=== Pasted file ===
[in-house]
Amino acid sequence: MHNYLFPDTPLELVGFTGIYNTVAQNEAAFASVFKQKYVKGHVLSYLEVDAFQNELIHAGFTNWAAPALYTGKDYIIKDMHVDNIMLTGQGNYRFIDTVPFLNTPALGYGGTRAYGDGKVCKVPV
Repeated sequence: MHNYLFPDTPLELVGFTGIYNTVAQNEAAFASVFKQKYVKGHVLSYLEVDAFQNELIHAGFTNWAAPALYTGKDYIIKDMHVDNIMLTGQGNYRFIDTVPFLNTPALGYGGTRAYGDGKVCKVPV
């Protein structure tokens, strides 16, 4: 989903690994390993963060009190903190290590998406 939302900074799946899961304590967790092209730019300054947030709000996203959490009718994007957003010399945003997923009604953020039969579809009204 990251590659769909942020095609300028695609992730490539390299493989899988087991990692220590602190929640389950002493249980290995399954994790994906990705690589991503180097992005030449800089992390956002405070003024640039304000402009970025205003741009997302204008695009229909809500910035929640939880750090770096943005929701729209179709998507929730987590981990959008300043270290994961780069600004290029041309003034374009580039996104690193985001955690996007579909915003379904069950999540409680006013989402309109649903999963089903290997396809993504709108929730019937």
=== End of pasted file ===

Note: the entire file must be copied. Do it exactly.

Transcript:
[in-house]
Amino acid sequence: MHNYLFPDTPLELVGFTGIYNTVAQNEAAFASVFKQKYVKGHVLSYLEVDAFQNELIHAGFTNWAAPALYTGKDYIIKDMHVDNIMLTGQGNYRFIDTVPFLNTPALGYGGTRAYGDGKVCKVPV
Repeated sequence: MHNYLFPDTPLELVGFTGIYNTVAQNEAAFASVFKQKYVKGHVLSYLEVDAFQNELIHAGFTNWAAPALYTGKDYIIKDMHVDNIMLTGQGNYRFIDTVPFLNTPALGYGGTRAYGDGKVCKVPV
């Protein structure tokens, strides 16, 4: 989903690994390993963060009190903190290590998406 939302900074799946899961304590967790092209730019300054947030709000996203959490009718994007957003010399945003997923009604953020039969579809009204 990251590659769909942020095609300028695609992730490539390299493989899988087991990692220590602190929640389950002493249980290995399954994790994906990705690589991503180097992005030449800089992390956002405070003024640039304000402009970025205003741009997302204008695009229909809500910035929640939880750090770096943005929701729209179709998507929730987590981990959008300043270290994961780069600004290029041309003034374009580039996104690193985001955690996007579909915003379904069950999540409680006013989402309109649903999963089903290997396809993504709108929730019937």